Salaried exempt and nonexempt employees in Ohio receive minimum wage and similar time-off benefits. However, the amount of minimum wage differs, as does the wages they receive if they work overtime. The state's salaried employee laws comply with federal Fair Labor Standards Act, or FLSA, policies.
Administrative, Professional and Executive Employees
Administrative, professional and executive employees in Ohio must meet Fair Labor Standards Act, or FLSA, classifications. These salaried employees are exempt employees because they do not receive overtime pay. To meet the administrative classification employees must provide high level support to senior leaders. Work they perform impacts senior leaders' ability to meet organizational objectives.
Human resource directors, compensation managers and benefits specialists are types of administrative jobs. Professional salaried employees require high knowledge and skill levels to perform their jobs. They might also require licenses and certifications. Scientists, physicians and attorneys are types of professional jobs. Executives are senior leaders at organizations, such as Chief Executive Officers, Chief Financial Officers and Chief Administrative Officers.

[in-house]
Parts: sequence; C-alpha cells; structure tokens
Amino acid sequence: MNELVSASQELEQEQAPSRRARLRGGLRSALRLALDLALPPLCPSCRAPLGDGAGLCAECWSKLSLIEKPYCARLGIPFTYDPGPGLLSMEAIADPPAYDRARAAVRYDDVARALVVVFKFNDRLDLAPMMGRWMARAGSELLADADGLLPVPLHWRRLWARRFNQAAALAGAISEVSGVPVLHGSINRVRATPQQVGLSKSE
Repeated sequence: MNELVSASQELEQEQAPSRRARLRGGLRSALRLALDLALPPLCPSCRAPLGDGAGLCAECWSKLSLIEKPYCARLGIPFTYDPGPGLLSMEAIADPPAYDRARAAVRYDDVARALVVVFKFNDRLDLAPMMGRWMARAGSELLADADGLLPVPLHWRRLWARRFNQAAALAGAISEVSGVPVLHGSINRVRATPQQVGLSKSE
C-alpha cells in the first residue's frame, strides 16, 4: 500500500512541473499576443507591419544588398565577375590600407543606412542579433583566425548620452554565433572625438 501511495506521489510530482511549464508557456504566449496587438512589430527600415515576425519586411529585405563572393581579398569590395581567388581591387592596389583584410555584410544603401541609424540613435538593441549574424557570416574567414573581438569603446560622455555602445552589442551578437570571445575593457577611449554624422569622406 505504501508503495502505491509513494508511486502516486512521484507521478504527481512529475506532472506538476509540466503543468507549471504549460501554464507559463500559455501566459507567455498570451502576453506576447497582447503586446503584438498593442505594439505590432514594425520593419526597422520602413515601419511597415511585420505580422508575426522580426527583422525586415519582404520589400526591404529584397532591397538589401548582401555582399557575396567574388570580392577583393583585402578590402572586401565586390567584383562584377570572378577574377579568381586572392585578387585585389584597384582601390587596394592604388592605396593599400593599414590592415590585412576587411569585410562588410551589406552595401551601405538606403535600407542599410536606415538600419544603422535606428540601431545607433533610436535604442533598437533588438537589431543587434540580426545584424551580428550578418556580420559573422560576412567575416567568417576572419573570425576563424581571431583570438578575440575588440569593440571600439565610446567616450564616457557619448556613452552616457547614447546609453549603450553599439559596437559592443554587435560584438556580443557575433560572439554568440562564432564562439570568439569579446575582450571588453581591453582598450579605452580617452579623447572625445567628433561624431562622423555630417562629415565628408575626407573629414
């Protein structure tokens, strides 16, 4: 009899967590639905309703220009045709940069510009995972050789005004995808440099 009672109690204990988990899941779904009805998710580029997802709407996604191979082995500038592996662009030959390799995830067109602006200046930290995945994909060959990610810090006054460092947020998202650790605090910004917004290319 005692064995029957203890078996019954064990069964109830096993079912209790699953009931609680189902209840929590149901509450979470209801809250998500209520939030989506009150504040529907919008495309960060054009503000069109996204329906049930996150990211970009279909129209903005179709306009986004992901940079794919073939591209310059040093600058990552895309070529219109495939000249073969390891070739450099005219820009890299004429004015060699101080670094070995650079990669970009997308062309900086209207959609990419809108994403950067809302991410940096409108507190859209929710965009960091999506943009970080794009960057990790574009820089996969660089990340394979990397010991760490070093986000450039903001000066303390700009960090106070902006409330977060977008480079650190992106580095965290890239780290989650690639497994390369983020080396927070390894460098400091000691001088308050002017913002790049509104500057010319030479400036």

Employees who do not meet administrative, professional and executive classifications are non-exempt workers. Although they might exercise independent judgment to perform their jobs, they generally receive direction and guidance from more senior employees. Examples of non-exempt salaried employees are executive assistants, customer service representatives and data entry clerks.
Minimum wage rates for exempt and non-exempt employees in Ohio are different. At the time of publication, non-exempt employees must receive an hourly minimum wage of $7.00. The state's minimum wage rate is less than the federal $7.25 hourly rate. Employers who must comply with both the federal and state labor laws must pay their employees at the federal rate. Salaried employees who are exempt have a minimum wage rate of $455 a week, according to FLSA laws. Ohio also requires that employers pay their employees by no later than the 15th and 30th of the month.
After non-exempt salaried employees work more than 40 hours a week, they must receive overtime pay at a rate of one and one half time their normal hourly rate. For example, employees with normal hourly wages of $40 must receive $60 when they work overtime. The state does not have overtime laws based upon the number of hours employees work in a day. An exception applies for employers who generate less than $150,000 in annual revenues. These employers are not required to pay employees in the state overtime.